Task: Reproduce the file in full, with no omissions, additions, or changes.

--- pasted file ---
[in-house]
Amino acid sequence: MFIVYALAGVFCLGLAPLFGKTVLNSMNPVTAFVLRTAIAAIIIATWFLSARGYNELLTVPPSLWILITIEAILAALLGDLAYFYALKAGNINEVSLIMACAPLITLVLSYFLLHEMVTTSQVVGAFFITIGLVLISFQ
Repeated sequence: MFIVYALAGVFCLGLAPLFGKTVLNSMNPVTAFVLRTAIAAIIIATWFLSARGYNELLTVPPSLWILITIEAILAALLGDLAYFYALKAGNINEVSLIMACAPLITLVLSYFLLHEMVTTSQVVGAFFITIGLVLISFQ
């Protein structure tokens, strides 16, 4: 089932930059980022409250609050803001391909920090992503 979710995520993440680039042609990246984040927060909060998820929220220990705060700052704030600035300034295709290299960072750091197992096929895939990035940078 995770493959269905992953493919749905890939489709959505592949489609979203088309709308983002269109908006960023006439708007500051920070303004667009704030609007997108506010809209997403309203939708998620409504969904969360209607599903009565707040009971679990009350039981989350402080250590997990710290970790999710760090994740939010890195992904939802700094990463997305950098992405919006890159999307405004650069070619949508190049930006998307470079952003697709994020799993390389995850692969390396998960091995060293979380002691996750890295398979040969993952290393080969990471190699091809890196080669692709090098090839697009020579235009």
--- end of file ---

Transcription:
[in-house]
Amino acid sequence: MFIVYALAGVFCLGLAPLFGKTVLNSMNPVTAFVLRTAIAAIIIATWFLSARGYNELLTVPPSLWILITIEAILAALLGDLAYFYALKAGNINEVSLIMACAPLITLVLSYFLLHEMVTTSQVVGAFFITIGLVLISFQ
Repeated sequence: MFIVYALAGVFCLGLAPLFGKTVLNSMNPVTAFVLRTAIAAIIIATWFLSARGYNELLTVPPSLWILITIEAILAALLGDLAYFYALKAGNINEVSLIMACAPLITLVLSYFLLHEMVTTSQVVGAFFITIGLVLISFQ
């Protein structure tokens, strides 16, 4: 089932930059980022409250609050803001391909920090992503 979710995520993440680039042609990246984040927060909060998820929220220990705060700052704030600035300034295709290299960072750091197992096929895939990035940078 995770493959269905992953493919749905890939489709959505592949489609979203088309709308983002269109908006960023006439708007500051920070303004667009704030609007997108506010809209997403309203939708998620409504969904969360209607599903009565707040009971679990009350039981989350402080250590997990710290970790999710760090994740939010890195992904939802700094990463997305950098992405919006890159999307405004650069070619949508190049930006998307470079952003697709994020799993390389995850692969390396998960091995060293979380002691996750890295398979040969993952290393080969990471190699091809890196080669692709090098090839697009020579235009």